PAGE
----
John Johnson with one of his paintings

A former associate professor of fine arts and Chairman of the Arts Department at Lincoln University in Pennsylvania and a guest lecturer at other universities before his broadcast career, Johnson then resumed his painting career.[5] His paintings, which have been shown in Europe and the United States, have been featured at The Metropolitan Museum of Art and Walter Wickiser Gallery in Manhattan's art centers: SoHo and Chelsea.

Johnson has portrayed himself in such films as CopLand and 54. He was also featured in the award-winning documentary, Eyes on the Prize.

In 2016, Johnson's alma mater, the City College of New York, dedicated and opened The John Johnson Archive, a permanent collection of his documentaries, videotape, photos, war memorabilia, documents and personal possessions. The Archive celebrates Johnson's professional legacy and benefits students concentrating in the study of history, journalism, political science, social science and art. Johnson received the CCNY President's Award in 2015 and the Townsend Harris Medal for Outstanding Achievement in 2000 when he was also inducted into the Communications Hall of Fame.

ReferencesEdit

  1. ^ Gay, Verne (November 6, 2019). "What ever happened to: John Johnson, longtime NYC news reporters". Newsday. Melville, New York. Retrieved January 26, 2021. CS1 maint: discouraged parameter (link)
  2. ^ Buckley, Cara (November 9, 2008). "Toasting 40 Years of Breaking News and Happy Talk". New York Times. Retrieved January 26, 2021. CS1 maint: discouraged parameter (link)
  3. ^ Mifflin, Lawrie (August 17, 1997). "Vying for New York Stories, For Beguiling Announcers And, Yes, for People's Trust". New York Times. Retrieved January 26, 2021. CS1 maint: discouraged parameter (link)
  4. ^ a b Huff, Richard (1996-10-03). "Wcbs Sign-Off Network Cancels News Team Bigs". Nydailynews.com. Archived from the original on 2011-07-01. Retrieved 2011-02-02. CS1 maint: discouraged parameter (link)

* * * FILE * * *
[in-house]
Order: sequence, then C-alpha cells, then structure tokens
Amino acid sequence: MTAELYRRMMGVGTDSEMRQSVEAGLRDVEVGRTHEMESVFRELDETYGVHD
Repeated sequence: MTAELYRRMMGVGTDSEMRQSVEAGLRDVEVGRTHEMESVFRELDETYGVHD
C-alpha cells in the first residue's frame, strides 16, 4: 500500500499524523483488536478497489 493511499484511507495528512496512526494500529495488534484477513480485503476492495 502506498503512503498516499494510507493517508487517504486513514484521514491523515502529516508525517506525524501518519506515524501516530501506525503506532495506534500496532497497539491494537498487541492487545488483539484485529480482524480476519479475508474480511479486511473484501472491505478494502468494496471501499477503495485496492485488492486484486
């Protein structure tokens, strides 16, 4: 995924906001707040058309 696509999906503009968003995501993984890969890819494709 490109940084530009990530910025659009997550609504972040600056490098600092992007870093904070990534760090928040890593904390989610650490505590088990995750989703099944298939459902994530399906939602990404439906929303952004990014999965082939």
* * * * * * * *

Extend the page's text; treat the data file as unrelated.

5. ^ a b Salamone, Gina (May 10, 2012). "Ex-newsman John Johnson's art portrays his life – as well as Angelina Jolie and Lady Gaga". New York Daily News. Retrieved January 26, 2021. CS1 maint: discouraged parameter (link)
  6. ^ "THE EMMY NOMINATIONS; Complete List of Nominees", Los Angeles Times, July 19, 2002, retrieved 2011-02-02 CS1 maint: discouraged parameter (link)
  7. ^ "ONLY SON: A Memoir: John Johnson, Author, Jeff Coplon, With with Jeff Coplon. Warner $23.95 (256p) ISBN 978-0-446-52552-7". Publishers Weekly. May 13, 2002. Retrieved January 26, 2021. CS1 maint: discouraged parameter (link)

CitationsEdit

  • Johnson, John; Coplon, Jeff (2002), Only Son, Warner Books, ISBN 978-0-446-52552-7
  • "WNBC Anchor Quits to Nurse Dying Dad" nydailynews.com 8/17/97.
  • "Axed Newscasters Anchored by Family. Marsh and Johnson Gather Strength for New Jobs at Ch. 4" nydailynews.com 10/22/96.
  • "Anchor Away: John Johnson Jumping from Ch. 7. to Ch. 2" nydailynews.com 3/17/95.
  • "Former Journalist John Johnson's Art Collection, 'In the Spectrum', Opens in N.Y.C." Huffington Post 5/19/14.
  • "Ex-newsman John Johnson's art portrays his life - as well as Angelina Jolie and Lady Gaga," New York Daily News 5/10/12.
  • Allan Wolper talks with veteran New York newsman John Johnson, WBGO.org radio interview, 10/2/12.
  • "Up Close with Diana Williams" interview with John Johnson, WABC-TV Ch. 7, 5/11/14.
  • "Emmy Award Winner John Johnson, ’61, ’63MA, Gifts Papers to CCNY," City College of NY press release, 3/16/15.

External linksEdit